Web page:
It would be wonderful if I could get the funding to help a group of history/social studies teachers develop a more sophisticated understanding of what historians do by guiding them through a month of summer research in, say, the archives of the New York Historical Society. Both the teachers and their students would certainly benefit from this. But the TAH program in its current form seeks to legislate a limited and–in its limitations–problematic approach to the history of the United States. Moreover, as Arthur Green rightly suggests in the preceding post, the very traditional narrative of American exceptionalism that inspired the program is further reinforced by the explicit exclusion from the program of the history of the rest of the world–not because the teaching of world history is superior to that of American history, but rather because promoting the study of other societies would potentially unsettle the political and cultural assumptions that underlie the very idea of “traditional American history.”

    For all of the obvious reasons, now is the time to rethink the kind of history that we want our children to be learning, and renewing the TAH program in its existing form will simply perpetuate a program and a vision of history that was never intellectually defensible and that is becoming less so with every passing day.

  6. Joseph Cassady Says:

    It will be interesting to see how they evaluate and choose outstanding U.S. History teachers who I would hope would be a part of the creation of that curriculum, and not just attendees at the academies. While I support the weight of the fed behind this plan–which is more than welcome, I am skeptical of the quality of a finished product that may be handed to us without a fair amount of practicality to go along with political idealism. Establishing standards for Social Studies has always been problematic, as interpretations are often varied regionally and lend themselves to subjectivity. Because of this, attempts at standards up until now have been vague and horribly generalized. The selection of individuals to formalize the criteria by which to judge nationally what is expected of U.S. History and Civics education will be the most important part of this plan.

  7. Katie O'Keefe Says:

    I have taken part in one TAH grant and found it to be invaluable, particularly as a teacher in the early stages of my career. While the bill is written to encourage the teaching of “traditional American history,” I found the seminars in our two summers at Northwestern to go beyond pre-1960′s historiography.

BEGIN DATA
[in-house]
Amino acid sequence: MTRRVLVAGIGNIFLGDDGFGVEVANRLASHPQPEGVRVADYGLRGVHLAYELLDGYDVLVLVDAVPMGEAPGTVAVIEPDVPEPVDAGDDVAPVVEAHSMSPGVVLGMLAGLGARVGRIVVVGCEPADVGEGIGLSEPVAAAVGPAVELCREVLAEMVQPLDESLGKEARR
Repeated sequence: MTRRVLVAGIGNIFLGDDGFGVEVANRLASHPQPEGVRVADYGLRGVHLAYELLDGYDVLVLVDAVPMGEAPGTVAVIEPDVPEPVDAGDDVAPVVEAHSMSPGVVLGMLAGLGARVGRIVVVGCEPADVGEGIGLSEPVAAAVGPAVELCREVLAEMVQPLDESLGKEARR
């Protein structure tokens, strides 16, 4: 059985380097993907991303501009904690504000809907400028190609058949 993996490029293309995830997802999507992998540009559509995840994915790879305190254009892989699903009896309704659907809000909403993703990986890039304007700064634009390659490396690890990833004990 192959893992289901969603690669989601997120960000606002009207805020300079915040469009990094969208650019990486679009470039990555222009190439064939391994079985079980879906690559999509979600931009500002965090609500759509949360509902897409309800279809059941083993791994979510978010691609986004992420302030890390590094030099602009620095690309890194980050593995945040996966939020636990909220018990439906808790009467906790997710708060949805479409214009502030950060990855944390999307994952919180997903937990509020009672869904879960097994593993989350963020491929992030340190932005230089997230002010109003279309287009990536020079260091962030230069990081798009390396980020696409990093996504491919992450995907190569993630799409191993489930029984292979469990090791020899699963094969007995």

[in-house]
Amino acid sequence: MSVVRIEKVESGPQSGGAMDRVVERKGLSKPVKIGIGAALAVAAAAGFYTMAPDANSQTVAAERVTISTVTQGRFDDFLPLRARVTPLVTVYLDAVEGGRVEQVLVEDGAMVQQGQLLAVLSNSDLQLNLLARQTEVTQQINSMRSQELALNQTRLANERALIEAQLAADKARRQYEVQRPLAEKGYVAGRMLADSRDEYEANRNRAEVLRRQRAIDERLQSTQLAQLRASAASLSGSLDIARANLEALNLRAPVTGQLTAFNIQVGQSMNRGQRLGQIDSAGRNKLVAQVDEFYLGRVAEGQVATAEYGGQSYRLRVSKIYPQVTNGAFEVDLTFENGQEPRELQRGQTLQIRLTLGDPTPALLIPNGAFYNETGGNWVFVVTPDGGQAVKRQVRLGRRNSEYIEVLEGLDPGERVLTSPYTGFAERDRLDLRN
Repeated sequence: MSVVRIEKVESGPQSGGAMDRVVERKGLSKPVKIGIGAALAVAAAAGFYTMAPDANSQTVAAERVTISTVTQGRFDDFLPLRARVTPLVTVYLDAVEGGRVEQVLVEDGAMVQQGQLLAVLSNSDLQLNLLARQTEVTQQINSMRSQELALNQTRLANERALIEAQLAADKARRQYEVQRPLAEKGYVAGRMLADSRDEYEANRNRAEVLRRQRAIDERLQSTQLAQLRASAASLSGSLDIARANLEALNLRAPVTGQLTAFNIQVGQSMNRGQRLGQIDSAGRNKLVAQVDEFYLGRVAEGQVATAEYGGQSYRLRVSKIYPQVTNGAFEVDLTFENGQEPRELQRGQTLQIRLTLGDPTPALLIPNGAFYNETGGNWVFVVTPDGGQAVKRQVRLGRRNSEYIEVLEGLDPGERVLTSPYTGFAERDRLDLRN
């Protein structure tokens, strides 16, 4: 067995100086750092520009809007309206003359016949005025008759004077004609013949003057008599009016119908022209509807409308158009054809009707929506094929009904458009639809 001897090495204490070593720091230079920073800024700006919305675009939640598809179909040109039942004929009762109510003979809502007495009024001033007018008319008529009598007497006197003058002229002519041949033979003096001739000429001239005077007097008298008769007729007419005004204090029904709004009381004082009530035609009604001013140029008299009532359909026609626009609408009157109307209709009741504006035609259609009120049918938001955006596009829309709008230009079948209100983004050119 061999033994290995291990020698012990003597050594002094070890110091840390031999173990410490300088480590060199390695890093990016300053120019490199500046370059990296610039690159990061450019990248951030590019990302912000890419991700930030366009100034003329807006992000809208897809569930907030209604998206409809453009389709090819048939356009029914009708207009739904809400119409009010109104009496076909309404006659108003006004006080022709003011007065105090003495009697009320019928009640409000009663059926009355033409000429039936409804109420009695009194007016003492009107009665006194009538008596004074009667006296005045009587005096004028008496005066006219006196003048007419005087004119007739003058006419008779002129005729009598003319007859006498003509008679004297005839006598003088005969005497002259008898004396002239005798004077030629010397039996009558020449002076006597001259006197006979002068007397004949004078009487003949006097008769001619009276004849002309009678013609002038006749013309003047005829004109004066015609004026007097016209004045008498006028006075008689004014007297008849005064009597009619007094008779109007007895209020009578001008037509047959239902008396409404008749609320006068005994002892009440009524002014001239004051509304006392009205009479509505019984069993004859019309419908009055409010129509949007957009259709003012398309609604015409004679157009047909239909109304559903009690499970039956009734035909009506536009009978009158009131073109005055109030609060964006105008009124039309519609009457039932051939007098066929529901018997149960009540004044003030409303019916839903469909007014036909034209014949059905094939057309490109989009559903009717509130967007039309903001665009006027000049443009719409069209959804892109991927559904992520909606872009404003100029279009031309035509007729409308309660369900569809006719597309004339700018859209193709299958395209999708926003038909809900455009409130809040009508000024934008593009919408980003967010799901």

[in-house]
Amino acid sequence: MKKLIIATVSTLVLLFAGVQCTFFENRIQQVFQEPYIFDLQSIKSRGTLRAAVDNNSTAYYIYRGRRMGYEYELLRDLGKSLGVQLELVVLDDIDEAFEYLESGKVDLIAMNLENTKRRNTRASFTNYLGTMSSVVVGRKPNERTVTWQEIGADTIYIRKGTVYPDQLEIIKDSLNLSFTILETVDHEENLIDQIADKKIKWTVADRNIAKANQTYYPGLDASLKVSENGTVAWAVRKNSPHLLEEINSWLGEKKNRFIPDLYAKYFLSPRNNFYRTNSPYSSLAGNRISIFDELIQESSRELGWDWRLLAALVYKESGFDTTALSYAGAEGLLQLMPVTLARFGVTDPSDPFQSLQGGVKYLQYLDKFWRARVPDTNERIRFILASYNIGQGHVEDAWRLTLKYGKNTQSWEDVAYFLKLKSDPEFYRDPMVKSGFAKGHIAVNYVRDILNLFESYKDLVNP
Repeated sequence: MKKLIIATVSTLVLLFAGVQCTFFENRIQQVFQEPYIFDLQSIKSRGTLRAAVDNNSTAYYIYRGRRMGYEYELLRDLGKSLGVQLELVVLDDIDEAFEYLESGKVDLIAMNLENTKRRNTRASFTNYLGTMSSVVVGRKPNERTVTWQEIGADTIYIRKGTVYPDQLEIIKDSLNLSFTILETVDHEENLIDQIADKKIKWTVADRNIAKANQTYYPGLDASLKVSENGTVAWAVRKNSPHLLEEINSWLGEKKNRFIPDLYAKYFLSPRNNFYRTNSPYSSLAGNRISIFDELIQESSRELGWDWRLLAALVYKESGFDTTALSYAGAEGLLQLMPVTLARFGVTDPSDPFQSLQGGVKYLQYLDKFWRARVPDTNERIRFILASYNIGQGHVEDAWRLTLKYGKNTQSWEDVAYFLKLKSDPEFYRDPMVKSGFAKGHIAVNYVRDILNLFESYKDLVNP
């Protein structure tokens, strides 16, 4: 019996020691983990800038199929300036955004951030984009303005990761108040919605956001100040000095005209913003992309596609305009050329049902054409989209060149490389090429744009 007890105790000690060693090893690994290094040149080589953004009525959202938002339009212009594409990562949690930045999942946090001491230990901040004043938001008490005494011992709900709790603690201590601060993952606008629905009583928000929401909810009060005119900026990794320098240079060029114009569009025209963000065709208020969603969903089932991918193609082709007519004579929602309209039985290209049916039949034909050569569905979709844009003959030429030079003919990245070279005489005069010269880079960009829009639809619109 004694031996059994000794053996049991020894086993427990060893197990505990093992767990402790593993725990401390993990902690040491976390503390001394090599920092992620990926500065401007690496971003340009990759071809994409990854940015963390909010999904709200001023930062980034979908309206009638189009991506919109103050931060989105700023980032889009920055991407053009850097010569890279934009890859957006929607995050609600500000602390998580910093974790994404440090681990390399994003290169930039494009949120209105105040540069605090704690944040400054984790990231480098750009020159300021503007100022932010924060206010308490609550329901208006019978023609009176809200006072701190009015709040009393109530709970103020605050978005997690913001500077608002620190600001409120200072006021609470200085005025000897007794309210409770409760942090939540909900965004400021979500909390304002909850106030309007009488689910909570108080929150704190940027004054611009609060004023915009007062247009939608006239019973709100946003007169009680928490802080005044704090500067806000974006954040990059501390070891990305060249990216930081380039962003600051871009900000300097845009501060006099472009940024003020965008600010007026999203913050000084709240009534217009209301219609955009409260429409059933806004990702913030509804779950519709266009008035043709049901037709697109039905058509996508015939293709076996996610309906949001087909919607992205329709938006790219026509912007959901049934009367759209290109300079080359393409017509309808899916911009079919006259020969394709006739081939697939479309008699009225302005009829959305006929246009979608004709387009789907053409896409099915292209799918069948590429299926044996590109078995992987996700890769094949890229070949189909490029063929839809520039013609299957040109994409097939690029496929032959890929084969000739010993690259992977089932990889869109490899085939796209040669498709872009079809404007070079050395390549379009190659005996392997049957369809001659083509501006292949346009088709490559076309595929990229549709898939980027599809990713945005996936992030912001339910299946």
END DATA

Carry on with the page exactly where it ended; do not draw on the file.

The first summer, we read Timothy Breen’s “Myne Own Ground,” a social history of an African-American community in Virginia before the institutionalization of African slavery as a labor system in North America. I was then in a group that studied social movements in the antebellum period- my small group eventually created a “DBQ” style assignment on whether the Oneida Community in New York was liberating or oppressive for women.

    The following summer we worked with Dylan Penningroth on the Jim Crow South and the Great Migration- a noteworthy reading I use to inform my teaching of the Great Migration in Chicago was by Higginbothom (not sure on the spelling) and dealt with black clubwomen and their efforts to teach “respectability” to new arrivals from the South. My group then had the privilege of working with Nancy MacLean on social movements of the 1960′s. We learned about the “Long Civil Rights Movement” of Jacquelyn Dowd Hall, the gay liberation movement and the “Lavender Scare” (from Lane Fenrich- who I realize did not write the book but was apt at explaining the thesis), and how the labor movement, despite being gutted by McCarthyism, contributed to various liberation movements that occurred at this time.

    During the final summer we traveled to the Lincoln Museum in Springfield with Kate Masur and read an article on self emancipation by Ira Berlin that I currently have students read for a debate on “Who Freed the Slaves.” Half of the class reads Berlin and the other half reads MacPherson. Our session with the representatives of the museum, who have a somewhat nuanced view of Lincoln but still present him as the “Great Emancipator,” was interesting if a bit uncomfortable at times.

    I also teach a “Slave Agency versus Oppression” DBQ developed by two of my colleagues in the same TAH program, using documents including slave music recorded by Alan Lomax as well as various versions of “Swing Low, Sweet Chariot.” I would not have thought to use gospel, Parliament, and Dr. Dre versions of “Swing Low” if I had not attended an OAH conference with funding from the TAH grant. Had I not gone to the OAH conference, I also may not have joined the AHA and gone to a later AHA conference, where I attended sessions on Latin America to help with an elective I teach.

    So in answer to your criticism, Mr. Frohman, I believe these grants can be used creatively and usefully to deepen a high school teacher’s understanding of modern historiography. You can even get around the provincial nature of the grant to some degree by teaching about the US role in the world, though I, too, would love to be able to attend a summer institute on world, and particularly Latin American, history. I saw nothing of Jeb Bush’s approach to history as objective truth in my seminars, and I do not teach my classes with the Florida mandate or approach in mind.

    I agree that using the standards developed by the National Center for History in the Schools would be more productive than paying “educrats” from outside the history field to develop national standards. I would put the savings into more TAH grants and add grants for the study of non-US history.ld put the savings into more TAH grants and add grants for the study of non-US history.

  8. Kimberly S. Lenahan Says:

    Currently, students do not have an understanding of their past. The emphasis on standardized math & science and even reading curriculums has resulted in emphasizing wrote learning rather then analytical processing, judgement and the awareness that our form of government is participatory. An active and informed citizenry is critical to its survival. It appears necessary that some sort of Federal standards be put into place in order to force local school districts to include this in their budgets and requirements.